This is a follow up to a recent blog on The Financial Woman defining mid cap stocks. I promised to next write about the term “growth stocks” after my previous article about the movement of mid cap growth stocks. “Mid cap” and “growth” are typical investing lingo much like RSS and RAM are in the computer industry albeit a bit older.
The two major categories of stocks used when referring their valuation are growth or value. When an investor or money manager uses a growth strategy she is looking for the next big winners. These stocks are typically priced high relative to their current value and growth rate and their prices are trending up. Examples would be Crox or True Religion three years ago. The plan here is to jump on the bandwagon and ride it higher.
Value stocks on the other hand are companies whose price is cheap relative to their current valuation and growth potential. The price of these companies has usually fallen because of some catalyst that has left them out of favor with investors. The plan here is to buy the stock before their true potential is discovered usually once again as value companies tend to have been around longer than growth stocks in general.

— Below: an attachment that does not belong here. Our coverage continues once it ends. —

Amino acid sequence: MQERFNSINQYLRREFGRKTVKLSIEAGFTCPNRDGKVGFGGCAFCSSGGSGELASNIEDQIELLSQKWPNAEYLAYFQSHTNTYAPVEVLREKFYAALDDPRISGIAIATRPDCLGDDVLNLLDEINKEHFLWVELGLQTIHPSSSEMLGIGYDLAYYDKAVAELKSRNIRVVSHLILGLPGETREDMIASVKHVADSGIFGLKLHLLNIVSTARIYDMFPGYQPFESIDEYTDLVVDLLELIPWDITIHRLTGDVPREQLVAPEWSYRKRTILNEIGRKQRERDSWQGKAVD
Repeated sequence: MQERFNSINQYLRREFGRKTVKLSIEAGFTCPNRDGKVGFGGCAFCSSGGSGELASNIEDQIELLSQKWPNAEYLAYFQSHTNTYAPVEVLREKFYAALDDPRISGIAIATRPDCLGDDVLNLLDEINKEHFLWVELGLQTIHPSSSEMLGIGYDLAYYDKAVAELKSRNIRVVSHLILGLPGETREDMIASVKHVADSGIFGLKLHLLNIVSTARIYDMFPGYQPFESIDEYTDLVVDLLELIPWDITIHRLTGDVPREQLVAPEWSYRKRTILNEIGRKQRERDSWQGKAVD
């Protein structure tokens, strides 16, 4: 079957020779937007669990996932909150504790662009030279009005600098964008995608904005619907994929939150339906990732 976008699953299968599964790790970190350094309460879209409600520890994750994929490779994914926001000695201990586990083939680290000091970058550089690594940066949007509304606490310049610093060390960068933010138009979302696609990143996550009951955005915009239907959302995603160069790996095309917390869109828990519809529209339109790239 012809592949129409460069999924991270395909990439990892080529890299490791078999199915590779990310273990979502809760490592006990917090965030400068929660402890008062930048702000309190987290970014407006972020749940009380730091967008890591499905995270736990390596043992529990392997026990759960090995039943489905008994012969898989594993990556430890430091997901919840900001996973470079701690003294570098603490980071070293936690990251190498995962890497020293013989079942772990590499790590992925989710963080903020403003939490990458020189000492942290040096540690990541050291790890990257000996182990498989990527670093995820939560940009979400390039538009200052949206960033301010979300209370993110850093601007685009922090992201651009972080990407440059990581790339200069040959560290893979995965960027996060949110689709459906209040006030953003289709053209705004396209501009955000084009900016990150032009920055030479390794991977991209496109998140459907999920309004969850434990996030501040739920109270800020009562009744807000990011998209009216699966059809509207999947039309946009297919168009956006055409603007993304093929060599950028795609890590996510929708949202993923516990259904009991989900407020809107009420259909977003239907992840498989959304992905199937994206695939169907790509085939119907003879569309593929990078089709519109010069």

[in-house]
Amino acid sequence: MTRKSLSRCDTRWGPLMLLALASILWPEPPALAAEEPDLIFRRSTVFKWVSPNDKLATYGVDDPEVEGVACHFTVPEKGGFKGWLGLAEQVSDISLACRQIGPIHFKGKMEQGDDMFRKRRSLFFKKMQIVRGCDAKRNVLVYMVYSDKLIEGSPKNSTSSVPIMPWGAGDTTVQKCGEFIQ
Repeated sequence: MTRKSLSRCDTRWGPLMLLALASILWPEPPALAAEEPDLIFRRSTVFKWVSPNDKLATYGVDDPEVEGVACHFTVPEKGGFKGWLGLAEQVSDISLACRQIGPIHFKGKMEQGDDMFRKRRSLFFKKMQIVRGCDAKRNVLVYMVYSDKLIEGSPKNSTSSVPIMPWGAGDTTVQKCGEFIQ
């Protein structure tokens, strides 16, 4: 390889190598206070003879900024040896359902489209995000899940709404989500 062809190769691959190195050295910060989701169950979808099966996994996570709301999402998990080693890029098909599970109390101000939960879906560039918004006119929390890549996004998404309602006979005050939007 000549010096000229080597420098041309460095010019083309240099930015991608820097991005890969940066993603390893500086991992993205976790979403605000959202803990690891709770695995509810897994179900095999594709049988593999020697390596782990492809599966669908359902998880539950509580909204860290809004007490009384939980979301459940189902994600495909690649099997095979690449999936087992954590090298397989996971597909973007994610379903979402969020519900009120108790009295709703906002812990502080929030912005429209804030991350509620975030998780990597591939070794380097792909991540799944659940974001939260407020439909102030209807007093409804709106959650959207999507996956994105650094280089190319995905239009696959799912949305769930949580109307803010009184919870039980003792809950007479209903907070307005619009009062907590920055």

I hope this clarifies the growth and value categories. These are expressions that are used to explain almost any investment strategy in the stock market. You will hear these terms used by financial advisors as well as mutual fund reviews and other publications and are therefore important to know as an educated investor.